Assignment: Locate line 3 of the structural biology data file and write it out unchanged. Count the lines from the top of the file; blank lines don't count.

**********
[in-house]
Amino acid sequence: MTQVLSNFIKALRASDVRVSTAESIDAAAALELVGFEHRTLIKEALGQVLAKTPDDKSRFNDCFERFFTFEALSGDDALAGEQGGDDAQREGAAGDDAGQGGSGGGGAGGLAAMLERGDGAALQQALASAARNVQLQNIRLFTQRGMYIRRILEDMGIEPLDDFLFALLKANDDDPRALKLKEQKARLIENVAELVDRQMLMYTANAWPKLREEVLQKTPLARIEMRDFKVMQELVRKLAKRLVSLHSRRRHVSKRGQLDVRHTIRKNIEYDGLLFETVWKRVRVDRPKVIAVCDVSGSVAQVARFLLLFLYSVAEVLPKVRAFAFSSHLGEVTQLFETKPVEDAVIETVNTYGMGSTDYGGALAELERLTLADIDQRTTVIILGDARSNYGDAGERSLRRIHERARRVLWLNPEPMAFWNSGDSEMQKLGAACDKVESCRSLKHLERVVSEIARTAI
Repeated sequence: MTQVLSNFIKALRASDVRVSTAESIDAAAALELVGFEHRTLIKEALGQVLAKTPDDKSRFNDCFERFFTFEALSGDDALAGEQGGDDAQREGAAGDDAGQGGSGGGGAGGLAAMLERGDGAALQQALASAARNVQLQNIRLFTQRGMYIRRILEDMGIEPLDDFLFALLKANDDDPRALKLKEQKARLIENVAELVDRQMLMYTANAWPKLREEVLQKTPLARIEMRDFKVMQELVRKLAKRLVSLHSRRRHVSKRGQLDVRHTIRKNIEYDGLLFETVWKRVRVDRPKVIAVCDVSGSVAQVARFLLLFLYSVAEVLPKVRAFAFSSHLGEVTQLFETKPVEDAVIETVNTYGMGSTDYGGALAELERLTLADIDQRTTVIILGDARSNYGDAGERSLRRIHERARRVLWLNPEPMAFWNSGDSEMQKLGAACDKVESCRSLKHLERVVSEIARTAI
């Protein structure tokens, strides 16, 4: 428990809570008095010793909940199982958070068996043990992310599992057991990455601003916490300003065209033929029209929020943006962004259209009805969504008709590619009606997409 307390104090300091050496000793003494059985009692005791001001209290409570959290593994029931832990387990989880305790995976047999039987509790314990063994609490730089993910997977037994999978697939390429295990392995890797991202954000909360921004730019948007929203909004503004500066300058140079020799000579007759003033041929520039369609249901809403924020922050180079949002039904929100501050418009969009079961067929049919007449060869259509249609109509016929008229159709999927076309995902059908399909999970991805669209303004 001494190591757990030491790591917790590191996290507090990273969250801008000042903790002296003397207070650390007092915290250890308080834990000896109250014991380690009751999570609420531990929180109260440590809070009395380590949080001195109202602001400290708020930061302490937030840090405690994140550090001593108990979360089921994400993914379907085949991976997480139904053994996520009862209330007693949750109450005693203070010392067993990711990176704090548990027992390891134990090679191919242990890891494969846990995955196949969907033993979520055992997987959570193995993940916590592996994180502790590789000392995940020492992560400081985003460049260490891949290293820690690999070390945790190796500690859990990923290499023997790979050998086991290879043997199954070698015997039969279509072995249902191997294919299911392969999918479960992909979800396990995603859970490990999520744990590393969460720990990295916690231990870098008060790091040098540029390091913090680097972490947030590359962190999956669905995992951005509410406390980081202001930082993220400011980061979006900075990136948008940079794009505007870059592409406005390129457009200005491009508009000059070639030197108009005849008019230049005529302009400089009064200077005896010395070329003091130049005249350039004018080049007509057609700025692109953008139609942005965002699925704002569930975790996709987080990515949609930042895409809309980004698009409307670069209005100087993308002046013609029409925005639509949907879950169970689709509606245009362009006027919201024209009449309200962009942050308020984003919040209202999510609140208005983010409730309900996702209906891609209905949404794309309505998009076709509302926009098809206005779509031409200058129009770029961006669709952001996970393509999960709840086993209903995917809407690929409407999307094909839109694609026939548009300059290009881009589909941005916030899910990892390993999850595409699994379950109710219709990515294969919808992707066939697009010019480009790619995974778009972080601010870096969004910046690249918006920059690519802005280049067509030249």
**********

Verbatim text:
Repeated sequence: MTQVLSNFIKALRASDVRVSTAESIDAAAALELVGFEHRTLIKEALGQVLAKTPDDKSRFNDCFERFFTFEALSGDDALAGEQGGDDAQREGAAGDDAGQGGSGGGGAGGLAAMLERGDGAALQQALASAARNVQLQNIRLFTQRGMYIRRILEDMGIEPLDDFLFALLKANDDDPRALKLKEQKARLIENVAELVDRQMLMYTANAWPKLREEVLQKTPLARIEMRDFKVMQELVRKLAKRLVSLHSRRRHVSKRGQLDVRHTIRKNIEYDGLLFETVWKRVRVDRPKVIAVCDVSGSVAQVARFLLLFLYSVAEVLPKVRAFAFSSHLGEVTQLFETKPVEDAVIETVNTYGMGSTDYGGALAELERLTLADIDQRTTVIILGDARSNYGDAGERSLRRIHERARRVLWLNPEPMAFWNSGDSEMQKLGAACDKVESCRSLKHLERVVSEIARTAI